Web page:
In Vienna, Saif told me that the decision to abandon WMD "was my own initiative," an astonishing assertion that no diplomat believes. "The purpose of WMD is to enhance a nation's security. But our programs did not do that," he said. Saif said he had sensed early on that even settling the lingering Lockerbie dispute would not be enough to enable Libya to win Western acceptance. "We needed something bold, something big enough to have impact," he said. "Shock therapy! We knew the Americans would not find yellowcake in Iraq--as we warned them--but that there was yellowcake in Libya, and that this card was worth something." While he rejected the administration's argument that his father had been frightened into abandoning WMD by the invasion of Iraq, the timing of Libya's overture to the British and Americans was affected by the invasion. "I saw WMD as a card in our hands," he said. The invasion of Iraq was "the best time to play that card."
Washington was skeptical. To prevent leaks and sabotage by neoconservatives and other officials opposed to normalizing relations with Tripoli, details of the Libyan overtures and some half-dozen secret meetings that followed the March overture over the next seven months in London, Geneva and even Tripoli were known to only a handful of senior U.S. officials. Yet as American forces became bogged down in Iraq, Col. Gadhafi's enthusiasm for giving up his WMD programs seemed to wane. Libya had yet to acknowledge even that it possessed banned weapons and programs, a senior official told me. And while the Libyans had agreed in principle to let a team of U.S.-U.K. weapons experts visit sites in Libya, no date had been set. "No agreement on a date meant there was essentially no agreement on a visit," the official said. The talks stalled.
The diplomatic lull soon ended, however. Libyans close to the Gadhafi family told me that after Saddam Hussein's sons were killed in a shootout with U.S. soldiers in Mosul in July 2003, Safiya, Col. Gadhafi's wife, angrily demanded that he do more to ensure that Saif and her other sons would not share a similar fate. Then, in early October 2003, the U.S., the U.K., Germany and Italy interdicted the "BBC China," a German ship destined for Libya that the Americans had been tracking for nearly a year. A U.S. intelligence official informed the Libyans that the five 40-foot containers marked "used machine parts" that were offloaded from the ship contained thousands of centrifuge parts to enrich uranium, manufactured in Malaysia by the A.Q. Khan network. Stunned by the discovery, Libya fast-tracked its long-promised invitation to the British and U.S. experts to tour suspect sites. A 15-person team, headed by Mr. Kappes, then the CIA deputy director of operations, (who declined to be interviewed for this piece) entered Libya on Oct. 19 on a 10-day mission.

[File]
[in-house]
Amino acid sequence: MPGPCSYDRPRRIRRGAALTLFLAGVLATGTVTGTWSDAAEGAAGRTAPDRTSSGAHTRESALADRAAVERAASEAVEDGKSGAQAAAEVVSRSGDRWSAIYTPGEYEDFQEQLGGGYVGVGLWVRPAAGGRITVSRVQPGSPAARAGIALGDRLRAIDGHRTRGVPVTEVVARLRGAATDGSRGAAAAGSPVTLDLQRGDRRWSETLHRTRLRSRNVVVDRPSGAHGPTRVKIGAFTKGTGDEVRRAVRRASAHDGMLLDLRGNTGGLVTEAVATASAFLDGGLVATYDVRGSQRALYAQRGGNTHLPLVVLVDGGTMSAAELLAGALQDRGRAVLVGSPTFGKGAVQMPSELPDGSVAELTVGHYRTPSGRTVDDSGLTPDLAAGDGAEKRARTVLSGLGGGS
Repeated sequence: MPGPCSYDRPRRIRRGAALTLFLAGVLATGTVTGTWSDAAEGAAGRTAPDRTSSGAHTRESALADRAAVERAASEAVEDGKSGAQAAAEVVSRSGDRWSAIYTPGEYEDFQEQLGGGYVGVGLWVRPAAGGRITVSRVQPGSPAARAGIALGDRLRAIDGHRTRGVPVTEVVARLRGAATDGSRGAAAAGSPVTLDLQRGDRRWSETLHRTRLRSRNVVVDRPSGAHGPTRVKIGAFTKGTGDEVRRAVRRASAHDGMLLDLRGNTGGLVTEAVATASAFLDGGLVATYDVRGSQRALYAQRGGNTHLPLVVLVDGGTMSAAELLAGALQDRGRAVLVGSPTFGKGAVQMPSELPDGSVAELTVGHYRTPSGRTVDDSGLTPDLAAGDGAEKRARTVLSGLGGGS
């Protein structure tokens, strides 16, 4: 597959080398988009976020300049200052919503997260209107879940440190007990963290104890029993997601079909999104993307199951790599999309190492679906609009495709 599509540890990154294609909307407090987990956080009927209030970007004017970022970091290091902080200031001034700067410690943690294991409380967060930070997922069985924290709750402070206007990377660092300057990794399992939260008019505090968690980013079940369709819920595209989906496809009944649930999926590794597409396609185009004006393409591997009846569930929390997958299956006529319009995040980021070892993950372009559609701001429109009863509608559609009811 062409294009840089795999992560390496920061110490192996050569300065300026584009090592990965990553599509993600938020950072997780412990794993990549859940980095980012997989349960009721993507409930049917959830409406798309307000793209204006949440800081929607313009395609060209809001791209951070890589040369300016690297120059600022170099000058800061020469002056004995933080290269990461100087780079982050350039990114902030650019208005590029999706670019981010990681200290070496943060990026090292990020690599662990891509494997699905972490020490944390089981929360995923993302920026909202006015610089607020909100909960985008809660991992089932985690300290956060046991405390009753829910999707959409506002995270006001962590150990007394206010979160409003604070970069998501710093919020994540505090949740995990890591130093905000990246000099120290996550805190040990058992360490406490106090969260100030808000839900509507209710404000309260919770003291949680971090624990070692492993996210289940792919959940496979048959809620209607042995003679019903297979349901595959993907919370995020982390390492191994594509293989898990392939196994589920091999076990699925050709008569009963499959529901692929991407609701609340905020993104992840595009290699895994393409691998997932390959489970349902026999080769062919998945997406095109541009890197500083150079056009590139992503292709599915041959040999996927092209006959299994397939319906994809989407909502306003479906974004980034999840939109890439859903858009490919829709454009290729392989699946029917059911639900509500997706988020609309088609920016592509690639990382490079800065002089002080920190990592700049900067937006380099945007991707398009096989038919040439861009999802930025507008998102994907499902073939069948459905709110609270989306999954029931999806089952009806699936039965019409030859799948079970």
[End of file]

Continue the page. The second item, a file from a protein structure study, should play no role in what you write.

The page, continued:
While Col. Gadhafi could have claimed, as Iran now does, that the enrichment equipment was for a peaceful energy program, the pretense was shattered in November when U.S. intelligence gave the Libyans a copy of a compact disc that intelligence agencies had intercepted. According to Saif and Libyan officials in Tripoli, the CD contained a recording of a long discussion on Feb. 28, 2002, about Libya's nuclear weapons program, between Ma'atouq Mohamed Ma'atouq, the head of that clandestine effort, and A.Q. Khan. Denial of military intent was no longer an option.
The inspection team returned in December 2003, with even greater access. They were astonished by what they learned during their visits to weapons sites, labs and dual-use and military facilities. Although Libya claimed that it had no biological or germ-weapons-related facilities, and that its chemical capabilities were less than the CIA had feared, U.S. intelligence had underestimated Libya's nuclear progress.
Libyan scientists revealed that, between 1980 and 1990, they had made about 25 tons of sulfur mustard chemical-weapons agent at the Rabta facility (which the CIA had long ago identified), produced shells for more than 3,300 chemical bombs, and tried to make a small amount of nerve agent. But they had not mastered the art of binary chemical weapons, in which chemicals come together to form a lethal agent only when the bomb explodes. Thanks to sanctions, a U.S. official wrote recently, Libya was unable to acquire an essential precursor chemical.